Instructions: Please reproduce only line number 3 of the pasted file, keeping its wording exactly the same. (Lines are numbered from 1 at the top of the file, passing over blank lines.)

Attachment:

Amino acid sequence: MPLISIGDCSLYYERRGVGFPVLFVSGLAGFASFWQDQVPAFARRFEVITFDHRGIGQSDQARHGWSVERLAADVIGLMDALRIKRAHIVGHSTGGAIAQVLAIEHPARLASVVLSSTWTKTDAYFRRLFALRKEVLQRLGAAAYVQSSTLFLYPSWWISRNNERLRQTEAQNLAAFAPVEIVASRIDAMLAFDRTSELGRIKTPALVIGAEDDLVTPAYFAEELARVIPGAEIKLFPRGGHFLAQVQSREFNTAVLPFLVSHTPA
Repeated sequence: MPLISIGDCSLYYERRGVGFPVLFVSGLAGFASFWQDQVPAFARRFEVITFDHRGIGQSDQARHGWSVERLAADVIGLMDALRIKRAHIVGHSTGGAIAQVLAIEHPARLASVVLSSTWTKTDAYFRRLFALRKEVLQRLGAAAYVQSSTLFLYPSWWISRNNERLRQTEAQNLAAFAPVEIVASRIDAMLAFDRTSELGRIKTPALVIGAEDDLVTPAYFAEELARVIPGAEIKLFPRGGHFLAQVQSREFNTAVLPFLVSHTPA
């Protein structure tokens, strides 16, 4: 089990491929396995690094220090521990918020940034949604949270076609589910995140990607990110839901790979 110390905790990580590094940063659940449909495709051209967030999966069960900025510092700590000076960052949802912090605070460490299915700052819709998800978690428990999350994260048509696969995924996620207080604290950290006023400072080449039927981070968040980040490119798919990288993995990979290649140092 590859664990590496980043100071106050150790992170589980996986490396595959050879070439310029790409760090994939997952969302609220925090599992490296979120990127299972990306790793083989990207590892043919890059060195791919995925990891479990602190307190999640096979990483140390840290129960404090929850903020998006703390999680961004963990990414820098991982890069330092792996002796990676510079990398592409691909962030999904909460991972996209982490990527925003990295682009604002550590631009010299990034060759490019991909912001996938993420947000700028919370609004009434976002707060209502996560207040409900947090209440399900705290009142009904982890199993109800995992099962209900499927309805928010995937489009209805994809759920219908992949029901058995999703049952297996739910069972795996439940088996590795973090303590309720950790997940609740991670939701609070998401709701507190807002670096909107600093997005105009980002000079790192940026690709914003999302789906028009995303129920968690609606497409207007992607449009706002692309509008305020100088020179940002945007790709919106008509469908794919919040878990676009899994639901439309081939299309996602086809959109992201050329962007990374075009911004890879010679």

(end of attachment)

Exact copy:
């Protein structure tokens, strides 16, 4: 089990491929396995690094220090521990918020940034949604949270076609589910995140990607990110839901790979 110390905790990580590094940063659940449909495709051209967030999966069960900025510092700590000076960052949802912090605070460490299915700052819709998800978690428990999350994260048509696969995924996620207080604290950290006023400072080449039927981070968040980040490119798919990288993995990979290649140092 590859664990590496980043100071106050150790992170589980996986490396595959050879070439310029790409760090994939997952969302609220925090599992490296979120990127299972990306790793083989990207590892043919890059060195791919995925990891479990602190307190999640096979990483140390840290129960404090929850903020998006703390999680961004963990990414820098991982890069330092792996002796990676510079990398592409691909962030999904909460991972996209982490990527925003990295682009604002550590631009010299990034060759490019991909912001996938993420947000700028919370609004009434976002707060209502996560207040409900947090209440399900705290009142009904982890199993109800995992099962209900499927309805928010995937489009209805994809759920219908992949029901058995999703049952297996739910069972795996439940088996590795973090303590309720950790997940609740991670939701609070998401709701507190807002670096909107600093997005105009980002000079790192940026690709914003999302789906028009995303129920968690609606497409207007992607449009706002692309509008305020100088020179940002945007790709919106008509469908794919919040878990676009899994639901439309081939299309996602086809959109992201050329962007990374075009911004890879010679």